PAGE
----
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In finance, float time is the amount of time between when a check is written and when the value of the check is taken from the check writer's available account balance and deposited into the account of the check recipient. Some people use check float time as a temporary loan and write a check for merchandise or services for which they do not yet have the funds, planning to have the money in the account at the time the check clears. In general, the use of check float time as a method of delaying payment has declined in recent years as many merchants use immediate, electronic methods of cashing checks. The duration of float time for a check depends on travel time through the mail, processing time by the recipient, and the amount of time it takes a bank to deposit checks.
Technological advances make the use of float time as a means of temporary money much more difficult than it was in the past. Many retail stores use systems that automatically withdraw from the account associated with a check written to the store. Others rely on companies that compile returned check data and keep track of people who have had unpaid returned checks. Cashiers at stores that use check verification services are required to deny the acceptance of a check if it was scanned and turned down by the verification system.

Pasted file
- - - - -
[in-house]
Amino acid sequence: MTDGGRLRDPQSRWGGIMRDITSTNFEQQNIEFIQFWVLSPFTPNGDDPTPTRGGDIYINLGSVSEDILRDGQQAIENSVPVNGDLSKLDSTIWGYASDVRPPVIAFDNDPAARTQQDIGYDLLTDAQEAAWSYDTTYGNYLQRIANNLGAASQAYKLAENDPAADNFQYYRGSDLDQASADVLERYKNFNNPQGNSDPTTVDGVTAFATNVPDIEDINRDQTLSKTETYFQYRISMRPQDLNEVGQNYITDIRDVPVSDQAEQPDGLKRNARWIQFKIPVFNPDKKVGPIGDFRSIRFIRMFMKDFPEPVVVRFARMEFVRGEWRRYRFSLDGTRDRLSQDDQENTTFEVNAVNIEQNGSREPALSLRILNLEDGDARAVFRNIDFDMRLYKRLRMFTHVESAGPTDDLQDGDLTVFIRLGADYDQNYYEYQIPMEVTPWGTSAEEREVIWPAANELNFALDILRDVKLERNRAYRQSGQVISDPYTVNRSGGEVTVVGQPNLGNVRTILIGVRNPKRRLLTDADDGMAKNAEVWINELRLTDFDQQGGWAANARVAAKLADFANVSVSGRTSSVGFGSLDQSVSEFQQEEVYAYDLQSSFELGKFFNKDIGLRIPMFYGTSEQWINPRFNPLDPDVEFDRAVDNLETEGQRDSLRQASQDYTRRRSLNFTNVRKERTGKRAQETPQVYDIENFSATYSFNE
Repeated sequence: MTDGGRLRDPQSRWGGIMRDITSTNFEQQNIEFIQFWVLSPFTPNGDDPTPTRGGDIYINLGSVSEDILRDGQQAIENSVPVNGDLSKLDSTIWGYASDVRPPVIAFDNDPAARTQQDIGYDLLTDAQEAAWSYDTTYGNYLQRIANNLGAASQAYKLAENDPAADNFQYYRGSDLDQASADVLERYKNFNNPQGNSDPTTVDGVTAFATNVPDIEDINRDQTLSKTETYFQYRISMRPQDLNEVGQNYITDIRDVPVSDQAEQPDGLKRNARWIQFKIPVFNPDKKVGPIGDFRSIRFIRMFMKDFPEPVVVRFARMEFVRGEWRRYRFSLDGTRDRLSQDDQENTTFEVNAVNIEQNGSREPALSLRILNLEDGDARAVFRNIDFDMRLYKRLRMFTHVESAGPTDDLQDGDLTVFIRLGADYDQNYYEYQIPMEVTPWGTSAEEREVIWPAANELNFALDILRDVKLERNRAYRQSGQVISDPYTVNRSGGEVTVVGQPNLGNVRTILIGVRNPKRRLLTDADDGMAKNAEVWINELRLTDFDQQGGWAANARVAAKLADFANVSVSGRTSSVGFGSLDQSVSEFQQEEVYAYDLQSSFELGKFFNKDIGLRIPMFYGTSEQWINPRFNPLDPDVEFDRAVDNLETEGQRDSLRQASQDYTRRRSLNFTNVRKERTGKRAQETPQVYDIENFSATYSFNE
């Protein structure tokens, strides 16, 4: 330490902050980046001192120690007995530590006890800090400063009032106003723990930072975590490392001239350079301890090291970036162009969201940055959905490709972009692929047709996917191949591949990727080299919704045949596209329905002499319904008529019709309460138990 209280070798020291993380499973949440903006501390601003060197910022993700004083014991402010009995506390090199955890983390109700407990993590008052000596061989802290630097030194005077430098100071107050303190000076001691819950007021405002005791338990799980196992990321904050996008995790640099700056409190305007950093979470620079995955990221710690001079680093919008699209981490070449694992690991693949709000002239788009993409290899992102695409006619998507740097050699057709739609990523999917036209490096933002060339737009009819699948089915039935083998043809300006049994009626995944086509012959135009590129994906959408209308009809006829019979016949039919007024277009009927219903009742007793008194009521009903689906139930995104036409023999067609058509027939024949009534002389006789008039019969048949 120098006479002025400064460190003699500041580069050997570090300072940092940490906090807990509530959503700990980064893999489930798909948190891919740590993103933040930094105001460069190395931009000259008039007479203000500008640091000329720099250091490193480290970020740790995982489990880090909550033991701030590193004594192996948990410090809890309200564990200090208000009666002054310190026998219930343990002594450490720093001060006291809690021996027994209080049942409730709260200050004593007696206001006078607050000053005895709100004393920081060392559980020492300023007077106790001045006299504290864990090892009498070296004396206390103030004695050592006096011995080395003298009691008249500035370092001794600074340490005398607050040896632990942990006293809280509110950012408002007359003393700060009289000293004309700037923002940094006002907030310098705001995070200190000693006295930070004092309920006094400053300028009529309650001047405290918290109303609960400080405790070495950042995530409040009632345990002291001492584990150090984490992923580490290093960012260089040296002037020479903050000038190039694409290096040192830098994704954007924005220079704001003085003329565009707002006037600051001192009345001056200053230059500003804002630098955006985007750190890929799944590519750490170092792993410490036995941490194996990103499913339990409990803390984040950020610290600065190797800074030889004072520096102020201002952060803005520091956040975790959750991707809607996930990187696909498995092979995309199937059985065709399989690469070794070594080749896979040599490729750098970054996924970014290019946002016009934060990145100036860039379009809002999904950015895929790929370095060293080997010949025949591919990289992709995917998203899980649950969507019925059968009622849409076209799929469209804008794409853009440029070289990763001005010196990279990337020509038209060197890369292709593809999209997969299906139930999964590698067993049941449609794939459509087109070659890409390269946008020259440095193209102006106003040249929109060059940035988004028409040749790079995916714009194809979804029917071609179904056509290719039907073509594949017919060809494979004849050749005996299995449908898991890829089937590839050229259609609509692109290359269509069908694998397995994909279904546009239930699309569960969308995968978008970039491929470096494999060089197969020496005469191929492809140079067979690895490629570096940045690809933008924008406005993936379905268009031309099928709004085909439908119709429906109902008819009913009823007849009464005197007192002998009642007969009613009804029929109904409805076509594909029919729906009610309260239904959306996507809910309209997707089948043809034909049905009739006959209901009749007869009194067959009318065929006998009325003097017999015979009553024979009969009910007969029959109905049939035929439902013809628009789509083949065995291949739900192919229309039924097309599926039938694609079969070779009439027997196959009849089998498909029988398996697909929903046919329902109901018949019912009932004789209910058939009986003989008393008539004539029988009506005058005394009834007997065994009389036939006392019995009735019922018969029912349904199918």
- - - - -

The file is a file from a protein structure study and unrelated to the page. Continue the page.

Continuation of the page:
Electronic checks mean faster processing and less float time. The use of electronic check debiting when a physical check is issued became possible in the United States in October 2004, when the Check Clearing for the 21st Century Act, also called Check 21, made it possible and legal for a bank to scan a check and process the electronic check scan as a physical check. Since the processing of a physical check is no longer required, a bank can process checks almost immediately after they are received.
Using float time as temporary money is discouraged because it can be risky. While an account holder may expect to receive funds before the check hits his account, delayed payments or slow bank deposit processing can put him at risk for insufficient funds fees. Delayed payments can happen if a direct bank deposit fails to go through in time or if a received payment cannot clear. The person or company that deposited the bounced check may also charge the check writer penalties and fees associated with a returned check. Floating checks can also place the writer at risk of criminal penalties because some companies prosecute bounced check writers.